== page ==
SETI Scientist Explains Why We Haven’t Found Aliens Yet

The Search for Extraterrestrial Intelligence (SETI) is a field of science that’s been around for over 60 years. While SETI tools and strategies have improved immensely over that time, we have yet to find definitive evidence for intelligent alien life in our universe.

TechCrunch spoke with famed astronomer Jill Tarter, to understand how the search has changed over the years and why we haven’t found intelligent life yet. Tarter, who was the inspiration for Dr. Ellie Arroway in Carl Sagan’s Contact, has a PhD in astrophysics and has dedicated her career to the SETI field.

Jill Tarter / Image courtesy of SETI

Jill Tarter / Image courtesy of SETI

When asked what drew her to SETI Tarter said, “I was so impressed by the idea that, after millennia of asking the philosophers what we should believe about whether there was life out there, suddenly in the middle of the 20th century we had the tools – computers and radio telescopes – that would allow us to try to find out what is rather than what someone told us to believe. I thought, ‘this is fabulous.’”

Tarter was recently featured in WeTransfer’s Creative Class series, which highlights creative influencers in various fields.

What makes SETI creative is that scientists have to decide what exactly they’re looking for. How do you define intelligence?

“We can’t define intelligence and we can’t detect it at a distance. So we’re stuck using a proxy. And that proxy for us has always been technology. We’re looking for something that modifies its environment in ways that we could recognize in the vast distances between the stars.” – Jill Tarter

SETI is listening for signs of technology by looking for radio waves and laser signals in the universe that couldn’t have been created by natural sources.

Over the past 60 years, this search has become more effective. Tarter explains that advanced computing and better telescopes have helped a lot. Perhaps the biggest advancement, however, was the knowledge that planets in the universe are more common than scientists previously thought.

“When I was a student, there were 9 planets. End of story. We wondered if there were other planets – and now we know. It turns out planets are very common.” – Jill Tarter

Additionally, scientists can identify which of these planets are the most similar to Earth and may be more likely to host life as we know it. By focusing their efforts on these planets, SETI scientists could have a better chance of finding signs of intelligent life.

Why Haven’t We Found Life Yet?

In spite of today’s advanced technology and knowledge of our universe, we’ve yet to find any other examples of intelligent life in the universe. People often wonder, why haven’t we found anything yet?

Tarter says there are two pieces to this puzzle.

The first part to consider is that the universe is vast and we haven’t been able to look everywhere yet. With our current technologies and the time we’ve dedicated to SETI, we’ve only searched an incredibly small portion of the universe for intelligent life.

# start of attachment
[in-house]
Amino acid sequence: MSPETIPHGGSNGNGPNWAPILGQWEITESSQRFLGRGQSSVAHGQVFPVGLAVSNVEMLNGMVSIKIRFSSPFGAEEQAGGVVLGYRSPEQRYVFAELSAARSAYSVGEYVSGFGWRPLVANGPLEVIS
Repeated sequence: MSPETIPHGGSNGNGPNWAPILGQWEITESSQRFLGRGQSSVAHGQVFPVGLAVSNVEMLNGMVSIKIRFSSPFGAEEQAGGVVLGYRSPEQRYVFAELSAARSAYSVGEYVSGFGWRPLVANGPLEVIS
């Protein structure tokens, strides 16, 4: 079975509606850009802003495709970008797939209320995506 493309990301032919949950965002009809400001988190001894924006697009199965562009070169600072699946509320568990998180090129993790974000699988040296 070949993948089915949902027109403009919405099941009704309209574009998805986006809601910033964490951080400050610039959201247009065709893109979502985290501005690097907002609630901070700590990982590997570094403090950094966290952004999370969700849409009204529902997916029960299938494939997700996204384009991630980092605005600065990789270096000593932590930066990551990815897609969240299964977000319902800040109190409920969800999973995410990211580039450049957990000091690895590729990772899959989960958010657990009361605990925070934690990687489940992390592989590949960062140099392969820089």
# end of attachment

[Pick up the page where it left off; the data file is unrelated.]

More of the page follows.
Allen Telescope Array / Image courtesy of SETI

Allen Telescope Array / Image courtesy of SETI

Tarter explained it this way: if you set the search space equal to the size of the Earth’s oceans, we’ve only examined one glass of water from those oceans for intelligent life. We’ve only looked at one small part of a very large picture.

The second reason why we may not have found intelligent life yet is because we’re stuck with the physics and the technology that we have in the 21st century.

“We may not have invented the right way to do this yet,” Tarter said.

On the bright side, our technology is constantly improving and the search will continue to increase in efficiency. Tarter says that in the near future, SETI scientists will be able to search for intelligent life in pools and lakes worth of the universe.

What Should We Do If Aliens Came To Earth?

Stephen Hawking has famously said that a visit from aliens may end up being similar to Christopher Columbus’ arrival to the Americas.

“If aliens visit us, the outcome would be much as when Columbus landed in America, which didn’t turn out well for the Native Americans.” – Stephen Hawking

Tarter offers a different perspective. On the topic of the potential risks of an extraterrestrial visit, she referred to research done by Harvard psychology professor, Steven Pinker.

Pinker’s work suggests that humankind is getting kinder and gentler as we evolve. He has noted that “Today we may be living in the most peaceable era in our species’ existence.”

With this in mind, Tarter notes that perhaps a species can only advance to the point where their technology is significantly advanced if they learn how to behave in a non-aggressive manner. They may only be able to become an advanced intelligent species if they come together as a global entity and are stewards of themselves and their planet.

“But no one can really know,” Tarter says. “This is all speculation.”

However, one thing is for sure: if aliens are able to visit our planet, we’re not going to have the upper hand.

“If they showed up on our doorstep, that means they have technologies that are considerably advanced with respect to ours,” Tarter said. “And because of that, they’re going to be the ones that set the rules.”